by Kim S. Ketelsen
In 1966, there were worse places to grow up than Iowa. My hometown, Marion, was a ten-minute bus ride from Cedar Rapids with its department stores, book and record shops, and three movie houses. The sweetest theatre was the Paramount, a fading 1928 vaudeville palace fashioned after the Palace of Versailles. The screen was big. The sound was big. And the movies were immense, sweeping you away to adventures in exotic places.
One summer day, family friends were visiting from Nevada. The parents dropped us kids at the Paramount to see the Stagecoach remake with Ann-Margret, Bing Crosby and other stars. We watched it once, ate our popcorn, sat through previews and the cartoon again, then re-watched it. You could stay all day.
In one big action sequence, hostile natives on horseback chased the stagecoach for miles. The second time, I noted 16 Native Americans in pursuit, yet counted 48 killed. I didn’t know it then, but that hooked me on film. Instead of feeling cheated, I was intrigued by the storytelling sleight of hand. A curtain had parted, showing me that moviemaking was a thing done by working people, not celestial beings.
In light of today’s historical sensitivities, that Western was fraught with issues. But the kid I was didn’t see those actors onscreen as actual villains or heroes. To me, they all were cool people play-acting in a costume drama. I felt part of the action, even though I knew it wasn’t real. I loved that about movies, just as I loved the same thing about books.
We weren’t a hardcore filmgoing family, but we often saw them, sometimes after eating at Bishop’s Buffeteria on First Avenue near the tracks. And my sister and I had a tradition of seeing a movie every Christmas day. Greats from Charade to Dr. Zhivago to Bonnie and Clyde filled my head. But I also reveled in B-movies and even cheesy, old black-and-white serials.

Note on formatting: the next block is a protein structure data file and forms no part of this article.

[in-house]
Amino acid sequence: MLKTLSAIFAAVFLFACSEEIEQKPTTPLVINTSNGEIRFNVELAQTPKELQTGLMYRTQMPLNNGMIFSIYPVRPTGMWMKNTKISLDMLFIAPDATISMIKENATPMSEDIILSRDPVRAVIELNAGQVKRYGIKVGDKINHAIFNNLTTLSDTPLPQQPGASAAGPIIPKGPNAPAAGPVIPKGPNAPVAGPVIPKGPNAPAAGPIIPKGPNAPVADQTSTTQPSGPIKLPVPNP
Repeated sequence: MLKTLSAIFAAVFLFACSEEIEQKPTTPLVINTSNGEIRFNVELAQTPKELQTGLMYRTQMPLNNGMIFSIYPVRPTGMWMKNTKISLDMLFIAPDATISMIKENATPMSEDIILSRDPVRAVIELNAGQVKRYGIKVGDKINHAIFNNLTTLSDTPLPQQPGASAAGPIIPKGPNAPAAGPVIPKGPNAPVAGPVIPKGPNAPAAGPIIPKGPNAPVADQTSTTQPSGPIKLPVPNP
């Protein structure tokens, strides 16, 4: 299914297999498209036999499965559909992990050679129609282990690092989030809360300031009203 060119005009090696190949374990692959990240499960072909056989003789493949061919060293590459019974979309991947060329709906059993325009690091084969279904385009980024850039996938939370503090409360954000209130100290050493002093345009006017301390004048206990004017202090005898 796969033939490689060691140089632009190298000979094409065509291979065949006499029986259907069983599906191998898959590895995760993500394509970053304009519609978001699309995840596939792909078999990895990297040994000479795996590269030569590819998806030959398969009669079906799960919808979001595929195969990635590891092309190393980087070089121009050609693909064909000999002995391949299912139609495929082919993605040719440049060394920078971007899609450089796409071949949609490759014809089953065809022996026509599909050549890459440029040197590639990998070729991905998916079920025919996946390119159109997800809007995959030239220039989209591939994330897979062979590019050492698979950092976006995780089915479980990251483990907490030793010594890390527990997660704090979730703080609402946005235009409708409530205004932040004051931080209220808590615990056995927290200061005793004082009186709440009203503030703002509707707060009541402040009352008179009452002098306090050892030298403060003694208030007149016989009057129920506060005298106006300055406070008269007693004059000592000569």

Later, I admired the original Stagecoach (1939) in a film history class at the University of Iowa. I was drawn to classics and European films as much as to the wild creativity in 1970s American cinema. At the same time, I pursued my love of writing and felt duty-bound to write the Great American Novel. With its Writers Workshop, UI was the spearhead of the college fiction-writing world, long before the tsunami of screenwriting majors arrived.
I chewed through writing classes. John Irving and John Cheever roamed the English-Philosophy Building. Budding novelist T.C. Boyle critiqued my stuff. Poet Larry Levis cautioned me to find steady work because creative writing was no sure thing.
Heeding his advice, I veered off my creative course and did two semesters of law school in Oklahoma, then nose-dived into more personal drama and tragedy than you’d need for one great novel. I worked for an artsy theatre magazine in San Francisco, managed a laid-back restaurant in Marin, tried acting, crewed on a boat delivery through the Panama Canal — whatever was interesting. Then I veered again and became an advertising writer-producer in Iowa. A few years later, I headed to LA to write the Great American Screenplay; the novel was still on my to-do list as well.
En route to California, I re-read On the Road. Its author Jack Kerouac once made money for rent and wine by writing synopses for a publishing house. Hmmm… When I got to LA, I obsessed over screenwriting. But thinking I’d need a day job for a year, I took a story analyst class from an industry veteran who became my screenwriting partner for a while. She steered me to a reader job at Weintraub Entertainment Group in West LA, which segued into reading for other companies.
In 1989, my Weintraub story editor moved to Disney’s new Hollywood Pictures and hired me as a story analyst. After working there 30 days, I joined the Story Analysts Local of IATSE. Steady pay, insurance, pension — the whole schmear. I had my day job and vowed to read a thousand scripts in my quest to write that screenplay. And I did write screenplays, some even for money. Agents, pitches, contracts, WGA… But thankfully, I kept reading.
Time passed. I didn’t get younger. As Norma Desmond and Larry Levis cautioned us, the glow is ephemeral. The Great American Screenplay and Novel haven’t happened…yet. But I’ve read 10,000 scripts. I’ll have 30 years in IATSE next spring, all at Disney. I’ve done development work on Sweet Home Alabama, The Count of Monte Cristo, Cinderella, Christopher Robin and many others. I’ve made a living in show biz.
And I’m proud to be in the Editors Guild, pre-production stepchildren though we story analysts may be. Thank you, Stagecoach editor Hugh S. Fowler — and all the editors and readers who helped shape my life.